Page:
[caption id="attachment_5878" align="aligncenter" width="620"]Terry Francona October 2012 David Richard/AP[/caption]

The Cleveland Indians needed a new manager and Terry Francona wanted to get back into managing. A perfect fit? Not yet. But the Indians made a bold move by signing Francona for four years.

For one, it’s saying that the Indians planning on winning over the next four years, because Francona probably wouldn’t just sign with Cleveland if there was no hope that they could be contenders in the near future.

Heck, he could probably manage almost any other team he wanted to, at least the ones with openings. But no, he went with the dreadful Indians. That’s saying something, especially considering that Francona is an elite talent evaluator.

Secondly, it’s saying that Cleveland want experience over fresh blood. Sandy Alomar Jr. certainly seemed like the front-runner for the job in the preliminary stages of the searching process. But the prospects of that happening quickly faded as Francona emerged.

And now that the deal is official. Overall, the overwhelming response was that the Indians were very wise to hire Francona. He’s a winner. A proven winner. The coaches he will draw are quality assets. And most importantly, he wants to be with the Indians. He wants to make them winners in the American League Central. Is there anything more that Cleveland can ask for at this point?

When I said that he’s a winning manager, I meant it. In eight years with the Boston Red Sox, Francona never had a losing season, totaling a .574 winning percentage. I’d say that’s winning-worthy, wouldn’t you? If you’re not sure, ask Bobby Valentine what it’s like to manage in Boston. Definitely not an easy role.

But Francona’s successful stint often gets overshadowed by the conclusion of that stint. Yes, his tenure as Boston’s manager didn’t end very well. Everyone with some baseball knowledge is well aware of that.

The moment when the Baltimore Orioles walked-off against the Red Sox, and Evan Longoria hit a walk-off home run to overtake the Red Sox for the Wild Card lead just moments after won’t be leaving the minds of Red Sox faithful anytime soon.

But for the Indians, it’s nice to have a manager that boasts a winning portfolio. For the past three years, ex-manager Manny Acta had not done enough where it counted most. Wins and postseason appearances.

So it’s clear by now that Francona is highly regarded as a winner, correct? Well now, let’s go back to the days when he wasn’t winning. Shocking, I know. But really, there was a time when losing was a common theme for Francona. In 1997, Francona began his managerial career with the Philadelphia Phillies.

He managed them until 2000 before being fired. Let’s just say that his first go around as a manager didn’t go well. Francona didn’t lead the Phillies to a winning record in any of those four seasons that he was at the helm, and finished with a total .440 winning percentage as their manager. For Francona, that ugly experience will be his best friend in coming years.

Not only are the Indians currently bad, but they will be bad for the next couple of years at least, barring a miracle of course. A manager whose only had winning experiences probably wouldn’t thrive in the Indians current situation because they are used to winning. Not rebuilding.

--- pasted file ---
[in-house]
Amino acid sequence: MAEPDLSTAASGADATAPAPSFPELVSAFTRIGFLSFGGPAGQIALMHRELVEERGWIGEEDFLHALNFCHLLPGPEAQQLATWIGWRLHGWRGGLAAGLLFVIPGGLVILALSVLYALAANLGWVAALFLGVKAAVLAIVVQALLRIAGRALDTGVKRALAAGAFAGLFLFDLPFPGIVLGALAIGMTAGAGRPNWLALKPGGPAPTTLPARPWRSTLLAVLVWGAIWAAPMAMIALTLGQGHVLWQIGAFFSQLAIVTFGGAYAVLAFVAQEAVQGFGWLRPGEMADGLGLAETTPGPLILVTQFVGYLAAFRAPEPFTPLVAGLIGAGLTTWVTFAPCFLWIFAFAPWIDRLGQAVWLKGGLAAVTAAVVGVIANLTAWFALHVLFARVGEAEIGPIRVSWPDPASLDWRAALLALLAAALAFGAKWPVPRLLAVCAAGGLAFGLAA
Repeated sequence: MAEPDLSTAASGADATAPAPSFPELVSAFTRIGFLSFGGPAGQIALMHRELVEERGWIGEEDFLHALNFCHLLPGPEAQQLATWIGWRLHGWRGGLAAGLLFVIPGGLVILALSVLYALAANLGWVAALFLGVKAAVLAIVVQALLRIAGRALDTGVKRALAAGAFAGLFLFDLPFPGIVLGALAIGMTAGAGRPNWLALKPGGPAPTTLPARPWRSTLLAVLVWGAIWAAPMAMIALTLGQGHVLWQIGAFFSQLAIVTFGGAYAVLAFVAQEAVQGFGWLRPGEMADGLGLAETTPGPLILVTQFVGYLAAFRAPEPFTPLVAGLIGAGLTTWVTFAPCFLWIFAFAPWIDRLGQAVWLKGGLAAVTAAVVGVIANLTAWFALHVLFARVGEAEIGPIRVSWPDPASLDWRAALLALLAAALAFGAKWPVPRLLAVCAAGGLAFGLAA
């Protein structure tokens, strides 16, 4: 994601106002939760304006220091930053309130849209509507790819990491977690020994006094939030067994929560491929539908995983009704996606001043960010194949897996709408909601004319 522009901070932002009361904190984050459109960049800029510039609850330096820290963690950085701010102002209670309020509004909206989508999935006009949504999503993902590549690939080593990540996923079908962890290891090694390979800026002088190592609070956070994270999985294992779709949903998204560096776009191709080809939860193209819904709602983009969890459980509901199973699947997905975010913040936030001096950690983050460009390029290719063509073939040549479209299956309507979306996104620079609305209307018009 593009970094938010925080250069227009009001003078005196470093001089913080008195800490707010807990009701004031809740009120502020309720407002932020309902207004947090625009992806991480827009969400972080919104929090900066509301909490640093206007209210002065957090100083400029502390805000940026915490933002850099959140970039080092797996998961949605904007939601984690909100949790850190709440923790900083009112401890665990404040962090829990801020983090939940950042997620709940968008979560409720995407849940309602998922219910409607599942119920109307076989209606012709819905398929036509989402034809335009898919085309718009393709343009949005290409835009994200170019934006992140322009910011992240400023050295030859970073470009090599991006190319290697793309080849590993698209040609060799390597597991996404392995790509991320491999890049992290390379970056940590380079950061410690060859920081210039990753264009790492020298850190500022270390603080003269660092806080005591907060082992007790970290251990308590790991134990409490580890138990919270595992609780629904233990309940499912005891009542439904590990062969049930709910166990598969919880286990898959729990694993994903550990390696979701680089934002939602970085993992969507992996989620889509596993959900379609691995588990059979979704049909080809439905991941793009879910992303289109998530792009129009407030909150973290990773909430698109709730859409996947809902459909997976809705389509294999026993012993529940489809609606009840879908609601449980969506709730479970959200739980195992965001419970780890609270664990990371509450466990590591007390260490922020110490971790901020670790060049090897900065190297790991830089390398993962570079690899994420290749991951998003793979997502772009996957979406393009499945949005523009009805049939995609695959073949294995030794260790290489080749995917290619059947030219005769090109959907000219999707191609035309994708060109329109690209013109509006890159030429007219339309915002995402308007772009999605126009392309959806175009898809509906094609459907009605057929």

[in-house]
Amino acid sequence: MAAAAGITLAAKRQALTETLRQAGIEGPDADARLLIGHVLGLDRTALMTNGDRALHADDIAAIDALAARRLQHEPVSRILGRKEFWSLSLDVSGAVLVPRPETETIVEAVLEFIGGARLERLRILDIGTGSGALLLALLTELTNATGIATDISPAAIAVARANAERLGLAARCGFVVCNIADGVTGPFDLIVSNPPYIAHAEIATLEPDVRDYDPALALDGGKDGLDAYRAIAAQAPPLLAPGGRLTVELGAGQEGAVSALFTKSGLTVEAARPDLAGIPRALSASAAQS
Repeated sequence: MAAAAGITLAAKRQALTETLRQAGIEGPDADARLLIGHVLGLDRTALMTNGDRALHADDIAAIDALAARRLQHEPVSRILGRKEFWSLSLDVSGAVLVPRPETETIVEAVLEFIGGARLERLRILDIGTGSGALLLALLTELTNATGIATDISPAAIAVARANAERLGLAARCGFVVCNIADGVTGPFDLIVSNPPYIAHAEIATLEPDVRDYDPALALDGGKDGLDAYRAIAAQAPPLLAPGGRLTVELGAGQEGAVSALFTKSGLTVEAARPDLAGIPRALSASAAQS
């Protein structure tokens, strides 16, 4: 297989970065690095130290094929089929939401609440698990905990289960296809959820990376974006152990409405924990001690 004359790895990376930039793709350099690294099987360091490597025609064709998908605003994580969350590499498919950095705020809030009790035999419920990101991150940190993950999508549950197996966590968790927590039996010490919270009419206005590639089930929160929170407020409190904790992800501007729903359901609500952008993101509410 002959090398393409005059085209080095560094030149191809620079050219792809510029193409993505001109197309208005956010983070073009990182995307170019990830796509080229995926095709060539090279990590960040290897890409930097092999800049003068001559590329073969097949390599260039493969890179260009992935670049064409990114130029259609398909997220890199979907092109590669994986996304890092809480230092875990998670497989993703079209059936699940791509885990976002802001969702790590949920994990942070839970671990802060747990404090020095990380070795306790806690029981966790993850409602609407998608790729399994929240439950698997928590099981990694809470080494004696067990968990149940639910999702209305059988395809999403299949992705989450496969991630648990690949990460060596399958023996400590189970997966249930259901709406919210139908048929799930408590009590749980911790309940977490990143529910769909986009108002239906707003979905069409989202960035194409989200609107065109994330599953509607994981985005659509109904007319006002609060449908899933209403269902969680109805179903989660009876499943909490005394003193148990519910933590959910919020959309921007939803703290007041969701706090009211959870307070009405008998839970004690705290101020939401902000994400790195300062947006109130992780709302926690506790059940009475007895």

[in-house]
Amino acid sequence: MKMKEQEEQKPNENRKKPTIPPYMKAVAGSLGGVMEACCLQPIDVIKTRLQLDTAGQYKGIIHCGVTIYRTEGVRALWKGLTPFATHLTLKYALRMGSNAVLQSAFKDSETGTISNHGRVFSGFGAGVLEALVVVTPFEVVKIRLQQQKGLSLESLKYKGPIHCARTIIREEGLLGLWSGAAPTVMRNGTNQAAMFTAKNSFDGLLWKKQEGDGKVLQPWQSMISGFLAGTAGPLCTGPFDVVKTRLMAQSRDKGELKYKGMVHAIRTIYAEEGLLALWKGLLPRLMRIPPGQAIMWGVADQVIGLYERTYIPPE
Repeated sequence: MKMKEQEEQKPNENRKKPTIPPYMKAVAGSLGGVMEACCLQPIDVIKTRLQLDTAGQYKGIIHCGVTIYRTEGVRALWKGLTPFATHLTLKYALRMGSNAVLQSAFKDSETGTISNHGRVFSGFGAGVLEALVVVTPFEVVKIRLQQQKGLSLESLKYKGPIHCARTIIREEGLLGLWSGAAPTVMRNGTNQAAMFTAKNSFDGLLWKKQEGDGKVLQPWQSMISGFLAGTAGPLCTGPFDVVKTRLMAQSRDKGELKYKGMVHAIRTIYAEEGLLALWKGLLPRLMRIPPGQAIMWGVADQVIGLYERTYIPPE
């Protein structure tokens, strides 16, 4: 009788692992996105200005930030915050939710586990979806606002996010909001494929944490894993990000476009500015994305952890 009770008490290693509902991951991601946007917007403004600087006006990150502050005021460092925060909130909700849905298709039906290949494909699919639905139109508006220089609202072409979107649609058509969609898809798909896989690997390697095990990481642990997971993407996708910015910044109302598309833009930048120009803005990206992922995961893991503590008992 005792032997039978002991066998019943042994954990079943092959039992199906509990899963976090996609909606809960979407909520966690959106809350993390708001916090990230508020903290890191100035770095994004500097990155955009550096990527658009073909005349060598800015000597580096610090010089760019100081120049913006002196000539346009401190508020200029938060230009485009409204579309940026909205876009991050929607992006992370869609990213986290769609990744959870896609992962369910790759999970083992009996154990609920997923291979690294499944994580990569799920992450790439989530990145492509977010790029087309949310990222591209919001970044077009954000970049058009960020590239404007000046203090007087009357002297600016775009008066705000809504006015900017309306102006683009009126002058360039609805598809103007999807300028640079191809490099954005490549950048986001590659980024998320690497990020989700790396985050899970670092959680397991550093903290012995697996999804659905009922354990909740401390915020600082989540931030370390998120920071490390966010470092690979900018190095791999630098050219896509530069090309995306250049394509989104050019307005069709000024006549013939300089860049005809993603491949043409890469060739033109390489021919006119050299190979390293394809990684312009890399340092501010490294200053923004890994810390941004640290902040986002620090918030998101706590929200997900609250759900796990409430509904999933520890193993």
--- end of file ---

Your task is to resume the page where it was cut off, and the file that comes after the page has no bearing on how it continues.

Realistically, tempers would flare, frustration would be sky-high, and it would just be a complete mess. But Francona brings forgettable experiences along with memorable ones. When the Indians sit deep in the cellar, he will know how to react. That’s a nifty tool, folks.

The assumption that was true until just a couple of weeks before Francona was hired, Sandy Alomar Jr. would in fact be the next manager. He has minimal experience and is the definition of “fresh blood” from a managerial perspective. From that explanation, he surely seems like a better option then Francona given the circumstances.

Take a look at how Robin Ventura did with Chicago and how Mike Matheny is still doing this year. But from the Indians’ perspective, Alomar was the riskier alternative. The Indians want results sometime soon, presumably. They don’t have time to sift through another batch of coaches.

Plus, their President and GM are both sitting on the hot seat. They couldn’t afford to take a chance with this hire. It could have cost them their jobs. Plus if the Indians didn’t turn around quickly, their already dwindling fan-base won’t be much of one at all before long.

While Francona is the safer option, that doesn’t mean that his proven managerial tactics are instantly going to lead to positive results. Frankly, that shouldn’t even be an expectation based on the current state of the team as a whole. To get back on the winning track, the Indians obviously need to have a couple of good off-seasons.

They have some young talent in Carlos Santana and Jason Kipnis, but their pitching staff is appalling, and still have multiple holes to fill. Terry Francona might be a fantastic manager. But he needs at least some decent talent in order to pile up the wins.

If Cleveland has a couple productive off-seasons, than Francona might have something to work with. But that is a big “if.” It will require adding cheaper players, finding bargains, and making worth-while trades (unlike the trade the Indians made for Ubaldo Jimenez). Perhaps if management does those three things, they could be the second coming of the A’s or Orioles.

Time will only tell though.


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